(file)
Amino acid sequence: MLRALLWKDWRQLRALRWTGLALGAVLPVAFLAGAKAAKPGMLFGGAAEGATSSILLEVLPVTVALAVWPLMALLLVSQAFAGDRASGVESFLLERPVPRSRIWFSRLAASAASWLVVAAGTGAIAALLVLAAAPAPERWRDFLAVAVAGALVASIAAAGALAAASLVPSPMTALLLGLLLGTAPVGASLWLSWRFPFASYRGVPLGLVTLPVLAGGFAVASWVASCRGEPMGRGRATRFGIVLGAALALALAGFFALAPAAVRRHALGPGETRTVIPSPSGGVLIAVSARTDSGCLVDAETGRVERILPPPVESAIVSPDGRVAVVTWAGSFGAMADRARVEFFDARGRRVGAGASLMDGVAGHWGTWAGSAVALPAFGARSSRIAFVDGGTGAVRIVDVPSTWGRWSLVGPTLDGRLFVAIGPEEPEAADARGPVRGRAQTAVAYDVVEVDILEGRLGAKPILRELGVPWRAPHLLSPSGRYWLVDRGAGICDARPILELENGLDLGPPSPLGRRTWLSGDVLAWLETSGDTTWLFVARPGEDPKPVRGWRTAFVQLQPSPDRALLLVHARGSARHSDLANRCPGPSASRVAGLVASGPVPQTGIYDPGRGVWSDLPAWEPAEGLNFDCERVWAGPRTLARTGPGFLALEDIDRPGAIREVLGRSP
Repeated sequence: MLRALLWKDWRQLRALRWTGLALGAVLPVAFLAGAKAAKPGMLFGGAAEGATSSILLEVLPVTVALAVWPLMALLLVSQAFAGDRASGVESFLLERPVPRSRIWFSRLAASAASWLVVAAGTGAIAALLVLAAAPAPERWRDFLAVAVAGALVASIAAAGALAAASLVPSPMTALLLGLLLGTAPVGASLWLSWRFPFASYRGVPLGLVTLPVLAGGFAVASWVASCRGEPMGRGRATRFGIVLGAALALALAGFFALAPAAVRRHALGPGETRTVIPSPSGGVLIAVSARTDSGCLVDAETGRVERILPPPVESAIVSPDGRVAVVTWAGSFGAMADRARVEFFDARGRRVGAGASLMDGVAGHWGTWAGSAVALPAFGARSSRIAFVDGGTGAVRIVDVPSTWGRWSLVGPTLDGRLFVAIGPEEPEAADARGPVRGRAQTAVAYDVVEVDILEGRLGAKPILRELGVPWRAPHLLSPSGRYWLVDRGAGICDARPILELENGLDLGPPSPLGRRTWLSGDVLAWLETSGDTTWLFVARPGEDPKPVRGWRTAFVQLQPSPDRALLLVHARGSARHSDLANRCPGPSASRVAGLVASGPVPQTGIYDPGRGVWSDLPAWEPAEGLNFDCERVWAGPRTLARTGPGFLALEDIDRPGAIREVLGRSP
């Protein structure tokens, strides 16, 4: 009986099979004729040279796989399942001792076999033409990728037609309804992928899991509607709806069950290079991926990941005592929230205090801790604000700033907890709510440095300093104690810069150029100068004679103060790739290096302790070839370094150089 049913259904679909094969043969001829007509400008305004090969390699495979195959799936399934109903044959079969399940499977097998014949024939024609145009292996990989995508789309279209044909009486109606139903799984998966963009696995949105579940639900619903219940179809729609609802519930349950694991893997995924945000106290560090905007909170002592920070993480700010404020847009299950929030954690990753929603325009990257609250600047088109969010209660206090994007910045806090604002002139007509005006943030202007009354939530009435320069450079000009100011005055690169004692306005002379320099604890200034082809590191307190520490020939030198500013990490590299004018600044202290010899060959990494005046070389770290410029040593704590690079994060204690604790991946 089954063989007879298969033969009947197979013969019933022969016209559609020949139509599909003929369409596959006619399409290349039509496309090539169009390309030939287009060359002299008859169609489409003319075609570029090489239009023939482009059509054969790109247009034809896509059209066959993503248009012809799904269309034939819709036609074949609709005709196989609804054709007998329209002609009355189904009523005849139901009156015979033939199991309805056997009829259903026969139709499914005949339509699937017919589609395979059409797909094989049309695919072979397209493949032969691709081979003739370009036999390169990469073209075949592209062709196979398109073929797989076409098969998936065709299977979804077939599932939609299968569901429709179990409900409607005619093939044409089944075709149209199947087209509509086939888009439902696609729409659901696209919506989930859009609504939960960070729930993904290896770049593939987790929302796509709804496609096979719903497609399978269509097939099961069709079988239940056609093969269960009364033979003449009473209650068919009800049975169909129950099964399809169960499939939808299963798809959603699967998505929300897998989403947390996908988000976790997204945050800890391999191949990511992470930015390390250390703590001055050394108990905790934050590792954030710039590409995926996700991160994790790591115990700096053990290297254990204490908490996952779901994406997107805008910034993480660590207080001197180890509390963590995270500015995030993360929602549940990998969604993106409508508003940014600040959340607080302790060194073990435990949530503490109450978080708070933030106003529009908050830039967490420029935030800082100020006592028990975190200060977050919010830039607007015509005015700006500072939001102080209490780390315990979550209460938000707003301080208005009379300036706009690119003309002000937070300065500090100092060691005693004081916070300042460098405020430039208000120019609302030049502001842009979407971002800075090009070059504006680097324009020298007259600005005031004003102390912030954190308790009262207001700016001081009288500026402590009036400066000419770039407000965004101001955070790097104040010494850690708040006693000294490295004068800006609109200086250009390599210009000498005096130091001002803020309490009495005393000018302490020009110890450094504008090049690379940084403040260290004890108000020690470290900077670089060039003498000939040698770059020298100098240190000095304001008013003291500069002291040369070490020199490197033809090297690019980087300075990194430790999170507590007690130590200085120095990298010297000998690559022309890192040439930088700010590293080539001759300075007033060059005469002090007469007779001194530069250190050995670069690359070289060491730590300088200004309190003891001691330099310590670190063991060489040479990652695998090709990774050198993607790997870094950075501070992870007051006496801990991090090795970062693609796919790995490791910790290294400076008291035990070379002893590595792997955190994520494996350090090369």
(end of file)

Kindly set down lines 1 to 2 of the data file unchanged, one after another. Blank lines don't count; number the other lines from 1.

Amino acid sequence: MLRALLWKDWRQLRALRWTGLALGAVLPVAFLAGAKAAKPGMLFGGAAEGATSSILLEVLPVTVALAVWPLMALLLVSQAFAGDRASGVESFLLERPVPRSRIWFSRLAASAASWLVVAAGTGAIAALLVLAAAPAPERWRDFLAVAVAGALVASIAAAGALAAASLVPSPMTALLLGLLLGTAPVGASLWLSWRFPFASYRGVPLGLVTLPVLAGGFAVASWVASCRGEPMGRGRATRFGIVLGAALALALAGFFALAPAAVRRHALGPGETRTVIPSPSGGVLIAVSARTDSGCLVDAETGRVERILPPPVESAIVSPDGRVAVVTWAGSFGAMADRARVEFFDARGRRVGAGASLMDGVAGHWGTWAGSAVALPAFGARSSRIAFVDGGTGAVRIVDVPSTWGRWSLVGPTLDGRLFVAIGPEEPEAADARGPVRGRAQTAVAYDVVEVDILEGRLGAKPILRELGVPWRAPHLLSPSGRYWLVDRGAGICDARPILELENGLDLGPPSPLGRRTWLSGDVLAWLETSGDTTWLFVARPGEDPKPVRGWRTAFVQLQPSPDRALLLVHARGSARHSDLANRCPGPSASRVAGLVASGPVPQTGIYDPGRGVWSDLPAWEPAEGLNFDCERVWAGPRTLARTGPGFLALEDIDRPGAIREVLGRSP
Repeated sequence: MLRALLWKDWRQLRALRWTGLALGAVLPVAFLAGAKAAKPGMLFGGAAEGATSSILLEVLPVTVALAVWPLMALLLVSQAFAGDRASGVESFLLERPVPRSRIWFSRLAASAASWLVVAAGTGAIAALLVLAAAPAPERWRDFLAVAVAGALVASIAAAGALAAASLVPSPMTALLLGLLLGTAPVGASLWLSWRFPFASYRGVPLGLVTLPVLAGGFAVASWVASCRGEPMGRGRATRFGIVLGAALALALAGFFALAPAAVRRHALGPGETRTVIPSPSGGVLIAVSARTDSGCLVDAETGRVERILPPPVESAIVSPDGRVAVVTWAGSFGAMADRARVEFFDARGRRVGAGASLMDGVAGHWGTWAGSAVALPAFGARSSRIAFVDGGTGAVRIVDVPSTWGRWSLVGPTLDGRLFVAIGPEEPEAADARGPVRGRAQTAVAYDVVEVDILEGRLGAKPILRELGVPWRAPHLLSPSGRYWLVDRGAGICDARPILELENGLDLGPPSPLGRRTWLSGDVLAWLETSGDTTWLFVARPGEDPKPVRGWRTAFVQLQPSPDRALLLVHARGSARHSDLANRCPGPSASRVAGLVASGPVPQTGIYDPGRGVWSDLPAWEPAEGLNFDCERVWAGPRTLARTGPGFLALEDIDRPGAIREVLGRSP